Couple's Wedding Album Returned After 17 Years. Reunited and it Feels so Good

After your wedding, you're really only left with two things from the big day: your spouse and your photos. If one of those goes missing, you've really got a problem. But it happens, and more often than we'd like to believe.

Gillian and Nigel Stewart thought they'd have the pictorial record of their 1986 wedding forever, but 8 years after their nuptials, it was stolen. On a weekend away, the couple, based in Ireland, discovered their van with all their luggage was missing. All Gillain really cared about was the album that happened to be packed in the van. The bride and groom hit the local press asking for help finding their missing photos but after 17 years passed, they'd long since figured it was a lost cause.

Then, last week, the Stewarts received a package on their doorstep.

"I was coming down the driveway and I saw a package sitting outside our gates," Gillian told the Belfast Newsletter . At first she thought it was just something her daughter had ordered over the internet. "But when I lifted the package I could see through the two plastic papers, our wedding...I was just speechless - I could not believe it."

Some anonymous benefactor had found the album and returned it to its rightful owner. Who and how is still a mystery. Gillian is now asking for the mystery donor to come forward, no questions asked. Well maybe a few.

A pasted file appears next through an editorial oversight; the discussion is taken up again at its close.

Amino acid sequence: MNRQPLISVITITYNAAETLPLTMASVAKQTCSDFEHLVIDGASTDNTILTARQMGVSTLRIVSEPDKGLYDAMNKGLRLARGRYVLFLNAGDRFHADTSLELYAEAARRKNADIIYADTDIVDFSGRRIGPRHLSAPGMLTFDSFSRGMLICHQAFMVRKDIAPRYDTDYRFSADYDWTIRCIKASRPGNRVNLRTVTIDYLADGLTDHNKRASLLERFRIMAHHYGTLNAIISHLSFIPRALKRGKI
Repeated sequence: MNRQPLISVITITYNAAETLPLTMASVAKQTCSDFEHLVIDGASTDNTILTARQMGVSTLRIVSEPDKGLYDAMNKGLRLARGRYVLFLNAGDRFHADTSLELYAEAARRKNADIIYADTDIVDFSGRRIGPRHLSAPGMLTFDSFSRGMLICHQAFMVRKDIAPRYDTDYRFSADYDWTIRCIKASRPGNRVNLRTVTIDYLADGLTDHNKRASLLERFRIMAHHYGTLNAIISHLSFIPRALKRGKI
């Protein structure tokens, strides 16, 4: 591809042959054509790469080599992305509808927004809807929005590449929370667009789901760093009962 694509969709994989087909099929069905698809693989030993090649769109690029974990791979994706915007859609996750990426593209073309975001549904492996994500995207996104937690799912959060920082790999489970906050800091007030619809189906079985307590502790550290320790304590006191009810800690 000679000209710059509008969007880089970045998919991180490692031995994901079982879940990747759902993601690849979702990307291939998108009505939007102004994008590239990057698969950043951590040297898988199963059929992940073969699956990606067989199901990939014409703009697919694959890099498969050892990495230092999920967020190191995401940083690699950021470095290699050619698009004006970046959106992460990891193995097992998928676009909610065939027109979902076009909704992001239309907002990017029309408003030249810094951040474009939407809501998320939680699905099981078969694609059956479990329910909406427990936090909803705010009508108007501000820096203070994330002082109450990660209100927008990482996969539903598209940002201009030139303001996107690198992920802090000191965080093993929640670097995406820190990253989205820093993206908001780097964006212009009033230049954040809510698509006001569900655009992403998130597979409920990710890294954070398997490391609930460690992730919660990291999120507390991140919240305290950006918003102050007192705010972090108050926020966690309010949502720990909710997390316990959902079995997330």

It's a happy ending to the kind of symbolic loss that drives some people bat-crazy. Have you heard the recent lawsuit filed by a former groom named Todd Remis? He's suing his photographer for over $50,000 so that he can re-stage the 2003 wedding day shots his hired cameraman missed. Side note: Remis is actually now divorced.

He may have some bigger issues to work out, but he's not alone in pining for missing shots. In the days before digital camera (and those disposable ones on every table) wedding photos were bound by a set of negatives and the limited rolls of film a photographer brought. If anything was missed, or went missing, that was it.

Before you go thinking technology has solved that problem, consider Sara Wood and Jim Tierney, a couple who lost the digital evidence of their wedding this summer when their photographer misplaced the memory card.

Thankfully, a clever guy found card on the train station floor when he was heading into work and posted the photos on Facebook. Soon Sara and Jim were reuinited with their snapshots, and it only took a few weeks, not 17 years. That's progress for you.


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